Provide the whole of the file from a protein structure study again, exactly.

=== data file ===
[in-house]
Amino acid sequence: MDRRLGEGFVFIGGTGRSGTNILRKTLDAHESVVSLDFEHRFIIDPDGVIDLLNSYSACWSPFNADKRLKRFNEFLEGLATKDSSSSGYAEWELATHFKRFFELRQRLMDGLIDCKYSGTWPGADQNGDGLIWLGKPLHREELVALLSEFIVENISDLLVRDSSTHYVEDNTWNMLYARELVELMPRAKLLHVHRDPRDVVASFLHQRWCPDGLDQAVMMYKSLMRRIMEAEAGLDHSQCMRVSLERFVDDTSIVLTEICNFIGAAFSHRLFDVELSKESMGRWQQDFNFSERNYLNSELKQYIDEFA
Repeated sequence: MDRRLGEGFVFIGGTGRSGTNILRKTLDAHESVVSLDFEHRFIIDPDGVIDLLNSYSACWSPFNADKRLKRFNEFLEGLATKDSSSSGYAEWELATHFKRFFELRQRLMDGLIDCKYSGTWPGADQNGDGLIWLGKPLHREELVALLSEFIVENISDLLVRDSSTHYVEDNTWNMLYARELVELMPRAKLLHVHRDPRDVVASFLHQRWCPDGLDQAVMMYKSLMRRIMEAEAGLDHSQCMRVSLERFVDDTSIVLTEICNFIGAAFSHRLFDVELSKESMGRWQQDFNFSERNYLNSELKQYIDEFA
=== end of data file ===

[in-house]
Amino acid sequence: MDRRLGEGFVFIGGTGRSGTNILRKTLDAHESVVSLDFEHRFIIDPDGVIDLLNSYSACWSPFNADKRLKRFNEFLEGLATKDSSSSGYAEWELATHFKRFFELRQRLMDGLIDCKYSGTWPGADQNGDGLIWLGKPLHREELVALLSEFIVENISDLLVRDSSTHYVEDNTWNMLYARELVELMPRAKLLHVHRDPRDVVASFLHQRWCPDGLDQAVMMYKSLMRRIMEAEAGLDHSQCMRVSLERFVDDTSIVLTEICNFIGAAFSHRLFDVELSKESMGRWQQDFNFSERNYLNSELKQYIDEFA
Repeated sequence: MDRRLGEGFVFIGGTGRSGTNILRKTLDAHESVVSLDFEHRFIIDPDGVIDLLNSYSACWSPFNADKRLKRFNEFLEGLATKDSSSSGYAEWELATHFKRFFELRQRLMDGLIDCKYSGTWPGADQNGDGLIWLGKPLHREELVALLSEFIVENISDLLVRDSSTHYVEDNTWNMLYARELVELMPRAKLLHVHRDPRDVVASFLHQRWCPDGLDQAVMMYKSLMRRIMEAEAGLDHSQCMRVSLERFVDDTSIVLTEICNFIGAAFSHRLFDVELSKESMGRWQQDFNFSERNYLNSELKQYIDEFA